British APCO calls for a clear Next Generation 999 technology roadmap
Written by: Sam Fenwick | Published:
Ian Thompson, CEO of British APCO

The British Association of Public Safety Communications Officials (British APCO) has published a white paper on the topic of “Next Generation 999” (NG999), which highlights the issues that must be addressed if the UK public is have access to an emergency call service that operates consistently well across all emergency services and regions and makes full use of available technology.

The paper summarises the discussions from the Association’s NG999 event, which took place on 11 June. It states that “To get consistency of response across the services there needs to be a clear and agreed roadmap of future development including MAIT (multi-agency incident transfer), AML (advanced mobile location), use of data, video and AI, and the demise of PSTN (public switched telephone network) in 2025. As examples, currently AML is used by all Ambulance services, nearly all Fire and Rescue services, but only about 60 per cent of Police forces.”

It also says that “It was felt that the Government should lay out a clear strategy and roadmap, acting like a private company and considering KPIs, setting clear expectations and focusing on future 999 performance, responses and consistency.”

The white paper also discusses the danger posed by “the data deluge” – the possibility that emergency call takers will be bombarded with too much information from various sources – and the absence of “no single consolidated system to centralise data – who owns it, who wants it? Who pays for it?”

In addition to discussing the role of social media, AI, and the potential benefits of remote working, the white paper highlights the need for a more joined-up approach, stating that: “There needs to be a cultural change – we know that there are a lot of chief officers with many competing priorities, but the technology roadmap is a priority. There needs to be a transformation in the way in which [the UK’s] emergency services cooperate in terms of business processes and procurement.”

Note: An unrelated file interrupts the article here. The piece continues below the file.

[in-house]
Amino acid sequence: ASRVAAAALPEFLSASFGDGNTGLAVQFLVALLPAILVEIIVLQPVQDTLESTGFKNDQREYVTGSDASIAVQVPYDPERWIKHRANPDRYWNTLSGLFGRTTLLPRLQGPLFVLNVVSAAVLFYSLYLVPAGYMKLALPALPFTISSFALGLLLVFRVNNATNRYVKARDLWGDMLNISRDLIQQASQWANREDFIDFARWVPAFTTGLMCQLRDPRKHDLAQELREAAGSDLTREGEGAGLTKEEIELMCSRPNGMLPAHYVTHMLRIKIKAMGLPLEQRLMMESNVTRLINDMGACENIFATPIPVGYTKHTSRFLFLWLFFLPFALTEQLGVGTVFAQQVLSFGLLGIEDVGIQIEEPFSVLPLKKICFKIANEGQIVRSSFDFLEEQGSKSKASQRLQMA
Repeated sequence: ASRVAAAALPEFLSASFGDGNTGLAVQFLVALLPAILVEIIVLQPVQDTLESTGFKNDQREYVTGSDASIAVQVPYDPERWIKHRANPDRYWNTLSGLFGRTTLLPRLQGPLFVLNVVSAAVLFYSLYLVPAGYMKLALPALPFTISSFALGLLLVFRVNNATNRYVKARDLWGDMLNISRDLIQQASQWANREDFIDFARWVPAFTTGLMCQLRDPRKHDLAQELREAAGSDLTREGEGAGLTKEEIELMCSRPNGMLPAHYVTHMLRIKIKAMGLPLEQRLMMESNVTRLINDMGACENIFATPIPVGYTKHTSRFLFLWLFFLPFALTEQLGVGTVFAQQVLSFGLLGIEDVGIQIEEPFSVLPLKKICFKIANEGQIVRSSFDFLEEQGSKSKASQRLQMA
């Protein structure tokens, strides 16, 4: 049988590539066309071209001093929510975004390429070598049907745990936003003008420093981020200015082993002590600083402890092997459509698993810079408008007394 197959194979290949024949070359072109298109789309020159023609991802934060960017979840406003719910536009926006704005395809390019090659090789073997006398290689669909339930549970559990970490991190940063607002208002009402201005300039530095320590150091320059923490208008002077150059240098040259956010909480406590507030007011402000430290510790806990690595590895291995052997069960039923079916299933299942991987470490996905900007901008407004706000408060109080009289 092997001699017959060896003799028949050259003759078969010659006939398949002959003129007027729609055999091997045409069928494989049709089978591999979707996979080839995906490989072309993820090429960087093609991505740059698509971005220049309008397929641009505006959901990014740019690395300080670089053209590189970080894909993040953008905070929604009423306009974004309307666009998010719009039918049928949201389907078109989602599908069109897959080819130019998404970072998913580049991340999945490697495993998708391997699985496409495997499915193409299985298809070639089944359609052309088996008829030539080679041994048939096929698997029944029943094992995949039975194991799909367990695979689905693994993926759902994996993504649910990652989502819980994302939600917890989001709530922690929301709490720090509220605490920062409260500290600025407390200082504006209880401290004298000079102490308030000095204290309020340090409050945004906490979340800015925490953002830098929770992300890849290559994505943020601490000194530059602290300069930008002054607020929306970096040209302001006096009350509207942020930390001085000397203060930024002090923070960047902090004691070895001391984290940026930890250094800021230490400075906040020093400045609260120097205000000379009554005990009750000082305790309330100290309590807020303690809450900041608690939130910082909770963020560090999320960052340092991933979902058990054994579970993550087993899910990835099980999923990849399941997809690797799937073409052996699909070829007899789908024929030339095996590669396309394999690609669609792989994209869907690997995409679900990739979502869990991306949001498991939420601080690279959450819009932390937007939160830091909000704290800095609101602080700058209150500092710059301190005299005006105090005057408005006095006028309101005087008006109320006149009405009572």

The paper also noted that BT is upgrading the platform that currently handles the 999 services and that “it is expected that the first phase upgrade will be in place by the end of March/April 2021 following a two-year programme. This will provide backward capability for voice, telematics (eCall) and SMS. A three-month migration period will see the old platform remaining in place with extended support… BT plans to have support for ‘normal’ voice calls plus VOIP (voice over IP), and alerts from wearables and smart speakers/digital home assistants to be in place by 2025.”

The paper ends by saying that: “The barriers to advancement are organisational and political, not technological. Technology is leaping forward, but the transformation of the emergency services is sluggish – there is a real danger of being left behind and failing the public.”

In an accompanying letter, Ian Thompson, CEO of British APCO, said: “The UK is justifiably proud of its 999 service. The world moves on though, never more so than in the field of technology. With every new device, app and feature, the public has ever greater expectations that our emergency services and their supporting ecosystem will make full use of the best technology and information available to keep us safe and to answer calls for help.

“We know the reality does not match those expectations. New features and functionality cost time and money and join an ever-growing list of competing priorities. This is as true for BT as it is for the emergency services.

“One of BAPCO’s roles is to run the 999 App Accreditation Scheme on behalf of the UK’s 999 Liaison Committee. I am concerned we see apps emerging that have real potential benefit for the emergency services and for public safety providers. However, these cannot progress into the 999 system because as of today, BT can generally handle only voice calls and a limited number of messages via SMS.

“There are times when those in need cannot make a voice call. On other occasions, valuable information could be available from the scene, but the caller has no option to communicate other than by voice.

Thompson also said that the white paper is intended to act “as the basis for further debate and the development of what must be a robust project plan that will ultimately result in a comprehensive technology roadmap for NG999.”

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